Together with his older brother Ubaldo (for whom, see 2014.566), Gaetano was the outstanding painter-decorator of eighteenth-century Bologna and was active throughout northern Italy. His work was much affected by his visit to Venice and his study of the work of Giovanni Battista Tiepolo in 1760. He is the author of numerous altarpieces as well as frescoed decoration for churches and palaces. His most ambitious fresco project was in 1776 for the dome of the church of Santa Maria della Vita (an oil sketch for the project is in the Nelson-Atkins Museum, Kansas City). Like Tiepolo, in his palace decorations he often worked with a specialist in architectural painting (quadrature) and a professional in stucco work. His paintings are characterized by their fresh, open brushwork, combining brio with elegance. As with Tiepolo, their style does not fit easily into the conventional labels of Rococo and Neoclassicism. He had a solid training in the academic tradition in Bologna that extended back to the Carracci.
In addition to his large-scale works, Gaetano—like Ubaldo and Gaetano’s son Mauro (1764–1834)—was a master of the oil sketch and also painted numerous small canvases with heads. Some are portraits, but most are studies of figure types, carried out with great freshness. They are best understood as exercises in pictorial imagination—not unlike those done by Fragonard in France. This bishop saint falls into this category. However, a resemblance has been noted (see Rykner 2010) with the figure of Saint Egidius in an altarpiece in the church of Sant’Egidio, Bologna, that was painted in 1792, and it seems likely that the Museum’s canvas is in some way related to that project—possibly as an independent work for the patron or devotee of the saint. Gandolfi sometimes isolated figures from his major works and reworked them as independent compositions. This happened, for example, with the group of Saint Joseph holding the Christ Child in the Sant’Egidio altarpiece, which he also painted as a half-length composition (see D. Biagi Maino, Gaetano Gandolfi, Turin, 1995, p. 401, no. 212).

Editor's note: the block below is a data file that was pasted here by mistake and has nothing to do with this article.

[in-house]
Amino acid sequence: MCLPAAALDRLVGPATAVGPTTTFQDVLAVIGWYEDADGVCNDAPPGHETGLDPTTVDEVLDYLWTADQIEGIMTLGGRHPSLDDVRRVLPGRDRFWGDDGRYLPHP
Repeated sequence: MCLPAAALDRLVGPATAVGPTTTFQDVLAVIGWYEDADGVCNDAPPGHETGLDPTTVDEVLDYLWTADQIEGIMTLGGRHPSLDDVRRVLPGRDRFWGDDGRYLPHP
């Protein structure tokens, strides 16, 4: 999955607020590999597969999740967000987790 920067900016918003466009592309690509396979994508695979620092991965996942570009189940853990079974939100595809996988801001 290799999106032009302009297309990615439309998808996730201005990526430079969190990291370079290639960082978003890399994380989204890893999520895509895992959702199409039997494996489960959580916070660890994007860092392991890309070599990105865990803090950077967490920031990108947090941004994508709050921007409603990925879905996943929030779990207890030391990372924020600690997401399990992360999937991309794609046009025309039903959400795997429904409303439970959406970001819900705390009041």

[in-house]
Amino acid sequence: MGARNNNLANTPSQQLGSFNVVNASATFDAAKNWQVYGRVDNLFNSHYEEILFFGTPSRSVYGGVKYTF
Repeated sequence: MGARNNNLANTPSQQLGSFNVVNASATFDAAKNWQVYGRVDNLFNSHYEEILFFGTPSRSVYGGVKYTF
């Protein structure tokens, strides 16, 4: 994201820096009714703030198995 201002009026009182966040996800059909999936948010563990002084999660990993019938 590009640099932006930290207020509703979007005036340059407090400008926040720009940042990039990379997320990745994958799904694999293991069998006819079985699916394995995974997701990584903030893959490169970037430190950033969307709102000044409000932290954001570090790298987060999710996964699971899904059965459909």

[Keith Christiansen 2014]